Lang Capital Fund no longer has anything to do with the Maldives project. In 2017, the fund decided to sell its 50% share in Depezar to Gültekin’s construction firm, Sembol İnşaat, for just over $4 million. The guarantor of the deal was Tamince, the Rixos founder.

In a series of emails to OCCRP, Androsov denied that Novitsky was behind Lang Capital.

“As the sole UBO/owner and investor of Lang Capital Fund since 2016 and to date, I am in the prime position to confirm that Mr. Novitskiy has never been in any way the “effective controller” of the LCF, and cannot be deemed so either in terms of how the Fund launch was initially financed, no subsequently in any of the operational/investment activities of the Fund,” Androsov wrote.

Allegations that Novitsky has been tied to organized crime “have never been proved or investigated officially,” Androsov added.

Novitsky did not respond to a request for comment sent via a lawyer. Tamince and Gültekin did not respond to questions.

In response to questions, Asiaciti sent an email to OCCRP containing the text of an October statement on its website responding to the first round of Pandora Papers stories.

“The media coverage by the ICIJ and its partners is largely based on illegally obtained information and contains numerous inaccuracies and instances where important details are missing. In many cases the stories published do not represent all the facts or context of a situation,” the company said in its statement.

“This has led to grossly misleading inferences and conclusions about Asiaciti Trust. We are bound by statutory confidentiality laws that restrict us from commenting on specific matters, and the ICIJ and its partners have been informed of this fact.”

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Avinash Bhosale and an alleged bribe to Maldives’ president

The Pandora Papers also show that Indian businessmen partnered with an influential Indian property developer were behind an alleged bribe to the Maldives’ former president, Abdulla Yameen, for another illegal island deal.

Yameen was voted out of power in 2018 and convicted of money laundering the following year. He was acquitted on appeal in late November but is now facing additional corruption charges.

The island of Fuggiri was leased without tender in September 2015 for $1.55 million to a Dubai-based company, Classic Citi Island Holdings Ltd., in a deal that was later flagged as problematic by independent auditors. Records obtained by reporters show that Classic Citi was a partnership involving the family business of Avinash Bhosale, an influential developer from the western Indian city of Pune, and another businessman, Amit Kumar Gandhi, who works in logistics. The Bhosales owned 50% and invested over $8.5 million in the venture, records show.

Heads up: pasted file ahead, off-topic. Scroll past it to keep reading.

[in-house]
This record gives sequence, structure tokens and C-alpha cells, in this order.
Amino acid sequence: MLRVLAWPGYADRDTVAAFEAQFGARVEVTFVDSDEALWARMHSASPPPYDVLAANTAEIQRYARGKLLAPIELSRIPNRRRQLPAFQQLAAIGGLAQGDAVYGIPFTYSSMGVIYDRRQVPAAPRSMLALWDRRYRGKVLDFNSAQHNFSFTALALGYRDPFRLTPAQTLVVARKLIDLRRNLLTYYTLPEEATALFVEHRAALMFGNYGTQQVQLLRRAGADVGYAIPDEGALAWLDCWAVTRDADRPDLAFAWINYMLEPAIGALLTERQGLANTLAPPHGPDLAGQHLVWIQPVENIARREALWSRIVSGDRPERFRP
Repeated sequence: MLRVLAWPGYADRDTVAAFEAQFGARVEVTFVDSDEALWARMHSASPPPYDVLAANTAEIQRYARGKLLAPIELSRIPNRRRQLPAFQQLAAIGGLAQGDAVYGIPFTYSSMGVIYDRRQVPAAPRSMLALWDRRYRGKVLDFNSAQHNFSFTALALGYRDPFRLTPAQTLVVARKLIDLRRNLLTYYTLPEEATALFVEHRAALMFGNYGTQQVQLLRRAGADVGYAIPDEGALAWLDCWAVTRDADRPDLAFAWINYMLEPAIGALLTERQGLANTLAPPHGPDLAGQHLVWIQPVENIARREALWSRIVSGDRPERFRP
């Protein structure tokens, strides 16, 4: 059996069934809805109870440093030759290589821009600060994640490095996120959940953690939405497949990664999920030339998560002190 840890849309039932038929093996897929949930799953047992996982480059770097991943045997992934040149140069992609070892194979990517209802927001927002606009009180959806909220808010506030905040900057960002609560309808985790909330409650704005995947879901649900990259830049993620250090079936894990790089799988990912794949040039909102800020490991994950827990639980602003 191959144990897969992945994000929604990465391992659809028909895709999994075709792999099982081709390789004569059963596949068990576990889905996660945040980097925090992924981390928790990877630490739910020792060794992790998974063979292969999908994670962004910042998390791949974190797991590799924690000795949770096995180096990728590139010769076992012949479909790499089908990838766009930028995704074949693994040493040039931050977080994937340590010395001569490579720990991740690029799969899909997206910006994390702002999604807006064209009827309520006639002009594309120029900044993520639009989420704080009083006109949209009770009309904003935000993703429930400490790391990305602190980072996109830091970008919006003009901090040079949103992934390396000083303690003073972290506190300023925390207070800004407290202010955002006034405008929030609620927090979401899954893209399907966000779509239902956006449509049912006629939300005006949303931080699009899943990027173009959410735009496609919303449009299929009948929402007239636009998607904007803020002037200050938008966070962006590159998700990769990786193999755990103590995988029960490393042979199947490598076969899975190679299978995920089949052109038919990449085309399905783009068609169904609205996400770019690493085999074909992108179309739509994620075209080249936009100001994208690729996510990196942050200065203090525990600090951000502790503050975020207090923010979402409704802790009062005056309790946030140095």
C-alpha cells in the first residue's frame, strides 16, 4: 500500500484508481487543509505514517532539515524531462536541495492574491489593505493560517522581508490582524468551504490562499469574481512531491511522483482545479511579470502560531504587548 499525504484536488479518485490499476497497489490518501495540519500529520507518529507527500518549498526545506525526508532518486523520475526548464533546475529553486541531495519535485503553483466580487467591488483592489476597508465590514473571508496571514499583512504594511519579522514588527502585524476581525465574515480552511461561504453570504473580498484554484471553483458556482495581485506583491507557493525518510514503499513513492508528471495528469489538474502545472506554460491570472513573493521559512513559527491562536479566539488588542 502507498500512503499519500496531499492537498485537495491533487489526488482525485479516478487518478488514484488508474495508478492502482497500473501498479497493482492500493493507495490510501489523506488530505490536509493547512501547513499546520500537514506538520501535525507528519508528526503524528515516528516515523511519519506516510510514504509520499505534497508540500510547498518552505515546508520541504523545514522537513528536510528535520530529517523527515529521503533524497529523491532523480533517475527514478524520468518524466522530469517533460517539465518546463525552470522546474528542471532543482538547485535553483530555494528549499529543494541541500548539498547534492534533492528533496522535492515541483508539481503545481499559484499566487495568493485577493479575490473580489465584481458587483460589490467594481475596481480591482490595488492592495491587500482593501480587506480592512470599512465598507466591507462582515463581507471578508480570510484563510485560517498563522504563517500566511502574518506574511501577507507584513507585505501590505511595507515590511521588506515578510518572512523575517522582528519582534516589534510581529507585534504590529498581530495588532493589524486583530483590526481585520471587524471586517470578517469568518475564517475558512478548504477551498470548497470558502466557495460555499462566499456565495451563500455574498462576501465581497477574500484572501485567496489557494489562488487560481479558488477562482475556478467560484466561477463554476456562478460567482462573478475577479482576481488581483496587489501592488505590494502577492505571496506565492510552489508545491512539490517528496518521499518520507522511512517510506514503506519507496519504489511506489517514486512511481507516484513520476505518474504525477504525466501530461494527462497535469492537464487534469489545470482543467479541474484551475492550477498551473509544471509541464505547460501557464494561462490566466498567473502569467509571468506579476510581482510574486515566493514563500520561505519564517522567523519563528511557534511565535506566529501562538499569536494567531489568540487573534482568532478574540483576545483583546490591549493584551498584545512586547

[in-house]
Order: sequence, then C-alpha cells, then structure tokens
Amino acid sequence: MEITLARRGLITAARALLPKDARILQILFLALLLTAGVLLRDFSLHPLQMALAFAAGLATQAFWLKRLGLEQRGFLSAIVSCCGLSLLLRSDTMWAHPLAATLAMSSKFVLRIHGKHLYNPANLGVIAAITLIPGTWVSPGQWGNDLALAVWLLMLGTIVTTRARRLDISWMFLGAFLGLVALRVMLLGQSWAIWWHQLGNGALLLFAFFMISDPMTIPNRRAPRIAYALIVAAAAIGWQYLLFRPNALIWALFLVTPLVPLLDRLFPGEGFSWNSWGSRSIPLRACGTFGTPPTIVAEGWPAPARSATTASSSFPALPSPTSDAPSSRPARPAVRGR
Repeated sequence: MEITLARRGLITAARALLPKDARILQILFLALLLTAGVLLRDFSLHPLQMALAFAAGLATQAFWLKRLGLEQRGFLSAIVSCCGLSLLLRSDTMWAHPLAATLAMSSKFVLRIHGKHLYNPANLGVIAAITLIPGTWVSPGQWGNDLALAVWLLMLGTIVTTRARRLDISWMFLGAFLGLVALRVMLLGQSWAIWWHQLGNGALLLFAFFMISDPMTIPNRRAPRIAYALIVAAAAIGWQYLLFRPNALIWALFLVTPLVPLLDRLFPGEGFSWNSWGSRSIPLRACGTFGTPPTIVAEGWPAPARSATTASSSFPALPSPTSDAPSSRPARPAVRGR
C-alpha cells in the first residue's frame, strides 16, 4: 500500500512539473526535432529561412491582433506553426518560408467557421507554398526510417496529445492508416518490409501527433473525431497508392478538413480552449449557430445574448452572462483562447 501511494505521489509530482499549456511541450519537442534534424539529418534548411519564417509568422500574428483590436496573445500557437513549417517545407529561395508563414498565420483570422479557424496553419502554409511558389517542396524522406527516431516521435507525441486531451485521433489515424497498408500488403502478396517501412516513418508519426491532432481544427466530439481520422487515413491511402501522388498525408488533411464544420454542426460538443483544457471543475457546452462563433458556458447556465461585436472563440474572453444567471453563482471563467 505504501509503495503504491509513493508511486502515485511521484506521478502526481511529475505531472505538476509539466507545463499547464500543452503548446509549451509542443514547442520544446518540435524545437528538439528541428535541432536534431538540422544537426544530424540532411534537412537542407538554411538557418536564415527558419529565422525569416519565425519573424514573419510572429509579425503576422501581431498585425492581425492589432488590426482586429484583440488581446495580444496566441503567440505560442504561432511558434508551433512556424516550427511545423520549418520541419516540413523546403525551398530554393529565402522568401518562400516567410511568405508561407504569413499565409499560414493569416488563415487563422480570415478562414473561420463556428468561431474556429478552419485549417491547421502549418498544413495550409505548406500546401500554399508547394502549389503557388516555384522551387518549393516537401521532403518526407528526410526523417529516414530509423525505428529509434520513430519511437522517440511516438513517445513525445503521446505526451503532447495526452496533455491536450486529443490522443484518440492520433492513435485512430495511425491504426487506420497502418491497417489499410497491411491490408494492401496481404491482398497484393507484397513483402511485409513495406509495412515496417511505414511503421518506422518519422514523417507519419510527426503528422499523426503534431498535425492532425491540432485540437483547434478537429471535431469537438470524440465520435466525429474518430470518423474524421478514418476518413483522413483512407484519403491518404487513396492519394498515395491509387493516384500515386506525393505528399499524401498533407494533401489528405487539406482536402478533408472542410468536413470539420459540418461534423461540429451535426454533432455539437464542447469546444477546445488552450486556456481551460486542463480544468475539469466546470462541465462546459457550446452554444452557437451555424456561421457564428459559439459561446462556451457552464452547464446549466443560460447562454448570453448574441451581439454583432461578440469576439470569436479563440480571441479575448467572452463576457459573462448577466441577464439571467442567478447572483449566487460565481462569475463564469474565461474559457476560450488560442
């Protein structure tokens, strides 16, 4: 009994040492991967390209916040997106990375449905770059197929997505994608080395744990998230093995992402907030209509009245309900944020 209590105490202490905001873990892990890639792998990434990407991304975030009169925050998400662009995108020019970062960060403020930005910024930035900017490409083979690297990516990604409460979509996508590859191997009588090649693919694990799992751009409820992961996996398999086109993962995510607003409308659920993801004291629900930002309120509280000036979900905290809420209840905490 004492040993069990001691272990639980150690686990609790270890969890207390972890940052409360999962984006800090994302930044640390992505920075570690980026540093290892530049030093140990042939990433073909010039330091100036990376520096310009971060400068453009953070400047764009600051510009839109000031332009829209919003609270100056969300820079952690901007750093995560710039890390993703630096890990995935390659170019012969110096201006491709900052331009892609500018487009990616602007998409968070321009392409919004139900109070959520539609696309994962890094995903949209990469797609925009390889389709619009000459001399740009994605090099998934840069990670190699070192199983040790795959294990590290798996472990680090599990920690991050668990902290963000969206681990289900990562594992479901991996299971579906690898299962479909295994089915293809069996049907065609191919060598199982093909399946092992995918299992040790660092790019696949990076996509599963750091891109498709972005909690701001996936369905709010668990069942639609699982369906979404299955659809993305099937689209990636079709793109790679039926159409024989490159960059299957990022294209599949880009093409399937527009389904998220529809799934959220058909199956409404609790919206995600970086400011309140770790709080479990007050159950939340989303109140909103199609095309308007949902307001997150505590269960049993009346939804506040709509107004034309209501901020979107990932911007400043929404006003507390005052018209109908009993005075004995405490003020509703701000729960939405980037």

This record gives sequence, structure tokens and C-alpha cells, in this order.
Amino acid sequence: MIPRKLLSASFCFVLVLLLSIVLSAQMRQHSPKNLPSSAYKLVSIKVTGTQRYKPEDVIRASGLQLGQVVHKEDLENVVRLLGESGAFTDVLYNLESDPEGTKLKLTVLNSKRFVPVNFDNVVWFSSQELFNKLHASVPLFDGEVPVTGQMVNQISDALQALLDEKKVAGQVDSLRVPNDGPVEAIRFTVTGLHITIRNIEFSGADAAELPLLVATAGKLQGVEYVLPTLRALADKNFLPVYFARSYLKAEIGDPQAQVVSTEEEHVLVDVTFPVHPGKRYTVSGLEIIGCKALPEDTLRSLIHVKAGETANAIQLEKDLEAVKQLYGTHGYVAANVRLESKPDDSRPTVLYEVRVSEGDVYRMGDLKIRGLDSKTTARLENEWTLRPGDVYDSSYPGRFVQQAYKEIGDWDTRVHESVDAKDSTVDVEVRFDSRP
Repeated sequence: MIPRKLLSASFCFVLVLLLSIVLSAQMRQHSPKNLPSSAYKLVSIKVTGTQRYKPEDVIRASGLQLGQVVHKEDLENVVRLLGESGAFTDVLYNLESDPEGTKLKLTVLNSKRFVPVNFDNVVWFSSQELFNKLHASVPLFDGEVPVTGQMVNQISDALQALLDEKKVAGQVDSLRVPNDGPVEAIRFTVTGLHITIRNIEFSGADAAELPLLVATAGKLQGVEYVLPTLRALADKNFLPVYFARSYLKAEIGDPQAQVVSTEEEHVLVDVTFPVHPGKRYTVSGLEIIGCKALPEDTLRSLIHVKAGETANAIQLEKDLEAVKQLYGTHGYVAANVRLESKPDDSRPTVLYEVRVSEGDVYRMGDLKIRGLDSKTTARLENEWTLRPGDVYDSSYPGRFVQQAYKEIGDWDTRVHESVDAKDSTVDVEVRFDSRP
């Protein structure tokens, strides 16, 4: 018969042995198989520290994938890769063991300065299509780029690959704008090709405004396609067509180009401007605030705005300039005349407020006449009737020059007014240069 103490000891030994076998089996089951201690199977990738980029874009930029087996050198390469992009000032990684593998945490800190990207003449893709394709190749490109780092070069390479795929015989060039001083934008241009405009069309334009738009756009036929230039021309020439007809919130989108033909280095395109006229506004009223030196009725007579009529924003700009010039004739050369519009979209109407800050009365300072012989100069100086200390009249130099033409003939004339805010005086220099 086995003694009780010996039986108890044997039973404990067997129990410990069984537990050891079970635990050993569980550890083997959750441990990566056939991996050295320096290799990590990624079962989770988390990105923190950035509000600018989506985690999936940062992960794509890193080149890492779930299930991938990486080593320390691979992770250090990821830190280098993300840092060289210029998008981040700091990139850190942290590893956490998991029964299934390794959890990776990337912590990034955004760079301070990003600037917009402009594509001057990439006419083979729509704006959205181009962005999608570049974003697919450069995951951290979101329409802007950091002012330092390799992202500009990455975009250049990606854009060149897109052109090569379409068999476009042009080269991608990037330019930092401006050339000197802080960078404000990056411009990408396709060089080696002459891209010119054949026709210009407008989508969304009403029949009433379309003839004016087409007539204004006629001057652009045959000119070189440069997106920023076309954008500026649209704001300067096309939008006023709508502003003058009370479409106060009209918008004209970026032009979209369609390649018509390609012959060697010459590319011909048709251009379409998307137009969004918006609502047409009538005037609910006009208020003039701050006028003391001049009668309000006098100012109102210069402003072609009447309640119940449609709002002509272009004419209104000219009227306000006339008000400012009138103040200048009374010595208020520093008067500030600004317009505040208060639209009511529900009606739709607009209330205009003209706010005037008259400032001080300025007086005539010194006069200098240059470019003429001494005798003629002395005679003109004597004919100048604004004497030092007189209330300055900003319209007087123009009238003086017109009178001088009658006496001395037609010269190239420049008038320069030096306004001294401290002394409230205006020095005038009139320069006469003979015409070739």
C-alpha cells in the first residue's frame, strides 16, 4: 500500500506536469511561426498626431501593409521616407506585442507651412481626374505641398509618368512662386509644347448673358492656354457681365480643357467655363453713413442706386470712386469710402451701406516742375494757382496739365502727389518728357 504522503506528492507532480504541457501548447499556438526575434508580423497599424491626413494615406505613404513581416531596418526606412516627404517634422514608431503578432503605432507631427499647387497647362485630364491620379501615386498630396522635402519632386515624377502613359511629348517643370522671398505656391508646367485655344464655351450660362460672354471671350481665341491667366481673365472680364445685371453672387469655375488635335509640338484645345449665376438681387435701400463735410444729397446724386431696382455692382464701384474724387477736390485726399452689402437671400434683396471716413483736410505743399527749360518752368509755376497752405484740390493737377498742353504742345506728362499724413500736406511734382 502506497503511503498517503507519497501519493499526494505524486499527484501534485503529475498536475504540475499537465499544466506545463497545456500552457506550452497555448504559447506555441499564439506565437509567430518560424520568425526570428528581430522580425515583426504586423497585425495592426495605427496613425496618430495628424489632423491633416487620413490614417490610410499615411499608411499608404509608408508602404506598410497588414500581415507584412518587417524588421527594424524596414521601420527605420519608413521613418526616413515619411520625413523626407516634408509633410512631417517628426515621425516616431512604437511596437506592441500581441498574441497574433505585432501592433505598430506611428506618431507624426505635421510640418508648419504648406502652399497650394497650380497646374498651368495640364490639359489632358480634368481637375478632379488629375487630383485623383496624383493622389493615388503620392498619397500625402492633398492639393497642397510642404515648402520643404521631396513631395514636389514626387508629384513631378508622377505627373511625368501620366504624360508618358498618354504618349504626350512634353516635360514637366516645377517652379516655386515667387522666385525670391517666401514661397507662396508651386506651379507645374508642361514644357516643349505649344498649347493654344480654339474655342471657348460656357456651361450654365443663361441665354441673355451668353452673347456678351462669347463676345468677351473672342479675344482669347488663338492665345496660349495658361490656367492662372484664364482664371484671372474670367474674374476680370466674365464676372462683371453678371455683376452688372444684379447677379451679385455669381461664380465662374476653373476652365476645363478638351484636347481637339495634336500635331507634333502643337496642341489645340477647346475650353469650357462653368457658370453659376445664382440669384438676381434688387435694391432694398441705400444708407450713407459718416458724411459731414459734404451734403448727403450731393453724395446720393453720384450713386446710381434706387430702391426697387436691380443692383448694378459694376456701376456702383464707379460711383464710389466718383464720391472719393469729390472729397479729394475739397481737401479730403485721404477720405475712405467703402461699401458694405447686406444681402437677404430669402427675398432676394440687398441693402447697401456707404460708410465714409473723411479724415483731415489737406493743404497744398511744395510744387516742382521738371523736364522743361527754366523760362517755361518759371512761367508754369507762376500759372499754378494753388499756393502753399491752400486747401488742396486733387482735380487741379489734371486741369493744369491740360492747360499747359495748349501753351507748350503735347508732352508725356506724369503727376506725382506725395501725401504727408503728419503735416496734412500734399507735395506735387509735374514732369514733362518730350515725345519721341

The Bhosale family have investments in luxury hotels across India, and live in a home modeled on the White House named Avinash Bhosale Palace. In 2018, they reportedly bought a building in London’s Trafalgar Square for nearly £100 million ($133 million) to convert into a five-star hotel.

Both Avinash and Amit Bhosale have been investigated by Indian authorities for separate cases of allegedly laundering money into investments in Dubai and violating India’s foreign exchange law.

Of the scores of illegal island leases carried out in the Maldives during Yameen’s rule, only a handful directly implicate the former president himself.

The lease of Fuggiri is one. Prosecutors currently allege that Yameen received a bribe of more than $1.1 million in exchange for the Fuggiri lease. The alleged bribe was paid by an anonymous British Virgin Islands company, A&A Holdings Group Ltd, to an associate of the former president, then redirected to him.

Pandora Papers documents reveal the true owners of A&A Holdings Group were in fact Amit Kumar Gandhi and his brother, Avinash Kumar Gandhi.

The Gandhis and Bhosales did not respond to questions sent by email. Yameen did not respond to requests for comment.

Zaheena Rasheed contributed reporting.

This article was originally published on Organized Crime and Corruption Reporting Project (OCCRP).